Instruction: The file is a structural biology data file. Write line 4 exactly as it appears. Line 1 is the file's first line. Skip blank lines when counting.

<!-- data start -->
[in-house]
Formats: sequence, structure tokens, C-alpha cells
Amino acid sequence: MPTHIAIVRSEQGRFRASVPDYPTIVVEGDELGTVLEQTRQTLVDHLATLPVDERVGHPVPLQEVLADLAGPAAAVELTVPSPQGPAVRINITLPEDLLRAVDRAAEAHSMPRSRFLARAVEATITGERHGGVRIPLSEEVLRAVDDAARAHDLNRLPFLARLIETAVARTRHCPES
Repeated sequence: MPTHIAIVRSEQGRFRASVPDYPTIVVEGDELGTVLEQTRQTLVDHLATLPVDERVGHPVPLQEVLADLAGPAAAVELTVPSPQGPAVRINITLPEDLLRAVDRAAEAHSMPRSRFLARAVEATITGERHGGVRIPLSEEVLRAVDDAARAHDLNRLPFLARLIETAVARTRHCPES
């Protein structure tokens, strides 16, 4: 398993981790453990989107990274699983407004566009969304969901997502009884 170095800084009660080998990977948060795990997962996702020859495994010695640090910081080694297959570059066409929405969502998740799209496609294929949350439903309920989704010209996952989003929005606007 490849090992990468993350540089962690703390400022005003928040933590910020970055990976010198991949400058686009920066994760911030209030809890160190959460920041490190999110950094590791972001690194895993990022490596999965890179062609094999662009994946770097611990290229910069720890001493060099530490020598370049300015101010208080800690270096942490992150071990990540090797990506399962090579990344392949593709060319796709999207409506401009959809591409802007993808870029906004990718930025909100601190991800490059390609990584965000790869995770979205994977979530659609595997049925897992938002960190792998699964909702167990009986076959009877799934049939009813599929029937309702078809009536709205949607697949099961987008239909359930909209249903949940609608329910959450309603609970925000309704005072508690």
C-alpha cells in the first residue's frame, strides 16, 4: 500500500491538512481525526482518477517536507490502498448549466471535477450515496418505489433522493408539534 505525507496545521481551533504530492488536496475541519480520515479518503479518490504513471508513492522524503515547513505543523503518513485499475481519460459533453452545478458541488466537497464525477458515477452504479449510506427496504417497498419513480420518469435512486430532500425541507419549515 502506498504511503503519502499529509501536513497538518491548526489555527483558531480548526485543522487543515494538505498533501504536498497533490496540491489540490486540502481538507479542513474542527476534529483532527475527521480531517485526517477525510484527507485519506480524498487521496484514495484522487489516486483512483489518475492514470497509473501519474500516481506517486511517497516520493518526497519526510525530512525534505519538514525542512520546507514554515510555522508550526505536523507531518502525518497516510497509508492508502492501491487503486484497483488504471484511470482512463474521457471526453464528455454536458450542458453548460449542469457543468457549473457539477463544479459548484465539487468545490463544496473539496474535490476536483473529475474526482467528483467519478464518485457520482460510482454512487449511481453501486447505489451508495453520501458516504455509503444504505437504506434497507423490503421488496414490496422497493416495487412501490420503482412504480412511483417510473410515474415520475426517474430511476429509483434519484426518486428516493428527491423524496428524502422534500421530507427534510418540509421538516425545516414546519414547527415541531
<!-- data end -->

Repeated sequence: MPTHIAIVRSEQGRFRASVPDYPTIVVEGDELGTVLEQTRQTLVDHLATLPVDERVGHPVPLQEVLADLAGPAAAVELTVPSPQGPAVRINITLPEDLLRAVDRAAEAHSMPRSRFLARAVEATITGERHGGVRIPLSEEVLRAVDDAARAHDLNRLPFLARLIETAVARTRHCPES